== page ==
Most Vulnerable Cities Revealed With Flood Risk Index
August 22, 2012

Most Vulnerable Cities Revealed With Flood Risk Index

April Flowers for - Your Universe Online

A new study, published in the latest online edition of Natural Hazards, suggests that Shanghai is the most vulnerable city to serious flooding.

A team of researchers from the University of Leeds and the Netherlands base their findings on a new method they developed to calculate the flood vulnerability of cities.

The index looks at the likelihood of a city's exposure to a major 'once in a hundred years' flood, along with social and economic factors. It incorporates 19 components, including measures of the level of economic activity in a city, its speed of recovery, and social issues such as the number of flood shelters, the awareness of people about flood risks, and the number of disabled people in the population. Several of the index components also look at the level of administrative involvement in flood management.

The index analyzes the vulnerability to coastal flooding of nine cities built on river deltas: Casablanca, Calcutta, Dhaka, Buenos Aires, Osaka, Shanghai, Marseille, and Rotterdam. The results reveal that the highly prosperous megalopolis of Shanghai, in China, is more vulnerable than much poorer cities such as Dhaka in Bangladesh.

“Vulnerability is a complex issue,” explains Professor Nigel Wright, who led the team from the University of Leeds. “It is not just about your exposure to flooding, but the effect it actually has on communities and business and how much a major flood disrupts economic activity. Our index looks at how cities are prepared for the worst — for example, do they have flood defenses, do they have buildings that are easy to clean up and repair after the flood? It is important to know how quickly a city can recover from a major flood.”

Shanghai's vulnerability stems from its exposure to powerful storm surges and the fact that the land is subsiding as sea levels rise. Although a large population lives along the coast in flood-prone areas, much of the city is poorly prepared with insufficient flood shelters for victims.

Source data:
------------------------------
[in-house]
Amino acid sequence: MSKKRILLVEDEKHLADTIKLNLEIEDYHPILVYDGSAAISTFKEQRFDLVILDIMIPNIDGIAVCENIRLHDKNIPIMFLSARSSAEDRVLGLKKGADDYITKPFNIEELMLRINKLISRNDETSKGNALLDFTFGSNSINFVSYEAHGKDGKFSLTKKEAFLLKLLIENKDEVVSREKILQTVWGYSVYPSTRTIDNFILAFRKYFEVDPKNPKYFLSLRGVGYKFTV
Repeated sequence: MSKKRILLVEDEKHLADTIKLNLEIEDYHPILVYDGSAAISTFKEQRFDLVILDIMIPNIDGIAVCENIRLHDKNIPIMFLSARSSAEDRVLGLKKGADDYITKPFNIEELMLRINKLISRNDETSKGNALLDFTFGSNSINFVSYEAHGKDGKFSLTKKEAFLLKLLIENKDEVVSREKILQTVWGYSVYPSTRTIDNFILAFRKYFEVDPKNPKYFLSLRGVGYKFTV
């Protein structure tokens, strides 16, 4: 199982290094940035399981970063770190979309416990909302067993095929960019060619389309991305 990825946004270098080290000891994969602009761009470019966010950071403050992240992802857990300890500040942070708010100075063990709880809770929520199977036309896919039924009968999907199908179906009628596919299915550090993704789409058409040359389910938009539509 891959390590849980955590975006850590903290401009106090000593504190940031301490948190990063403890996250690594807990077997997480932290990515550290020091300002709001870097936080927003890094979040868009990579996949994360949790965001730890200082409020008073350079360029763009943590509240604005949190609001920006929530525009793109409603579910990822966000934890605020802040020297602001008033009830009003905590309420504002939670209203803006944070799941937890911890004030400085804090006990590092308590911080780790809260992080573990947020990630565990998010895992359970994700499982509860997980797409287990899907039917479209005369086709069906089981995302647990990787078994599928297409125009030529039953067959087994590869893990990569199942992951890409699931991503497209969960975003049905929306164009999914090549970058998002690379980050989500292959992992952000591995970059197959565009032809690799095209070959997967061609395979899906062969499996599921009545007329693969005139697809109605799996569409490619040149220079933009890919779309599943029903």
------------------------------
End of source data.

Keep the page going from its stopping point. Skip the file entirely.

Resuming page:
“A 1-in-100 year flood in Shanghai would lead to widespread damage, with serious consequences for the city, across China and, through wider economic links, for the whole world,” Professor Wright comments.

The index ranks Dhaka, which sits just meters above current sea levels, rather low because although it is regularly hit by tropical cyclones and floods it has few defenses in place and little resilience. Manila and Calcutta are also highly vulnerable because of their large populations and storm exposures.

Marseille and Rotterdam are also exposed to flood risks, with violent storms, high river levels and significant low-lying areas. However, these cities are listed as least vulnerable because of good flood management infrastructure and tight building regulations for flood-prone areas.

“When a big flood hits you will still get flooding,” says Professor Wright, “but these European cities will bounce back quickly.”

The researchers also used their vulnerability index to assess how climate change would affect the vulnerability of these cities in the future. With sea levels predicted to rise over the next 100 years, the study found that Shanghai and Dhaka will remain the most vulnerable cities in 2100, although the vulnerability of all the cities will increase (doubled in the case of Manila).

“Our index provides a flexible tool for cities to explore how they are currently exposed to flooding and how this may change in the future. It will help them to priorities their flood risk and resilience strategies,” says Professor Wright.